Managed to get myself embroiled in a little email exchange with Linus about configurability options and GNOME. Seesm that little exchange even managed to hit Slashdot.
The misconception that I feel Linus have and a lot of the people posting on Slashdot is that patches that adds configuration options to GNOME would automatically get rejected. This is simply false.
At best this is an extrapolation of the quite strict policy of Metacity in particular and the general GNOME policy of ‘no GUI options before thinking’. This policy did come into effect with GNOME 2.x and it came about both due to UI design usability discussions, but also as a result of seeing our config menu’s get clogged with options which mostly where there due to bugs, missing features and a heterogen deployment environment below GNOME. It was decided to focus on actually trying to solve these lower level issues instead of offering config options to work around them. A talk by Jim Getty’s at GUADEC called ‘Draining the swamp’ being considered the call to arms on that issue. Projects such as HAL, the rejuvenated X.org effort and many other freedesktop projects came about almost as a direct consequence of this.
There was also some misconceptions on the Sawfish to Metacity switch that happened in this time period. It is not correct to say that Sawfish got replaced by Metacity due to it being deciding its high degree of configurability was bad, far from it. Sure there
where people who felt Sawfish went a bit overboard in that regard, but that was not the reason it got ditched as the default GNOME window manager. The reason for that was simply that after Eazel went backrupt and Sawfish maintainer John Harper had to find a new job, he ended up at Apple. And thus due to Apple corporate policy, and probably long hours at work, he couldn’t maintain Sawfish anymore. The troublesome thing about Sawfish was that it was written in its own Lisp dialect so as part of Sawfish you got both an extra lisp interpreter and GTK+ bindings for it. This meant that the C/C++ skills in the GNOME community didn’t lend themselves well to fixing bugs in Sawfish.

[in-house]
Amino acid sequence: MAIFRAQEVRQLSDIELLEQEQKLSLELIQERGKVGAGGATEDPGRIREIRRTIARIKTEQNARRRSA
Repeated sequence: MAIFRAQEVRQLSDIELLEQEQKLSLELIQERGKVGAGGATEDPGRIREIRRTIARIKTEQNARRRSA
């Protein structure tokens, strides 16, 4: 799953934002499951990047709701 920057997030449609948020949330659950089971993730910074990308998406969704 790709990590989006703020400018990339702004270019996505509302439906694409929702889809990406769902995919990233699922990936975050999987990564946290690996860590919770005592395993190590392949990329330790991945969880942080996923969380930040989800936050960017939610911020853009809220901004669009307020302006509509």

The two libraries and Sawsfish itself thus went unmaintained as John went away and nobody where interested/felt qualified to take it over. Thus the GNOME developers had to look around for a new window manager and it was decided that one should aim for one written in C like the rest of the desktop libraries to lessen the chance of future maintenance prolems. To answer this call Havoc Pennington stepped up with Metacity and it was quickly adopted by a lot of GNOME developers and users and subsequently chosen as the standard.
Metacity was philosophically very different from Sawfish and Havoc
was very strict about what he let into Metacity, due to an idea that requests for config options was usually a result of broken behaviour in the window manager and thus feeling the behaviour should be fixed instead of a config option added to work around the problem.
This was in line with the policy that do govern GNOME as mentioned above, but in the case of Metacity this was applied in a much sterner/hardcore fashion that for most other modules.
But due to Havoc’s high profile in the community and beyond it I think the policy he kept for metacity colored how people outside the project perceivedthe project as a whole which is the main reason I see for this hard killed perception to live on.
Anyway, back to Linus and his irritation with Metacity. I can’t not say if his patches will go in or not, its not my call. But I did at least add them properly to bugzilla for Linus to ensure they get reviewed and commented on at least.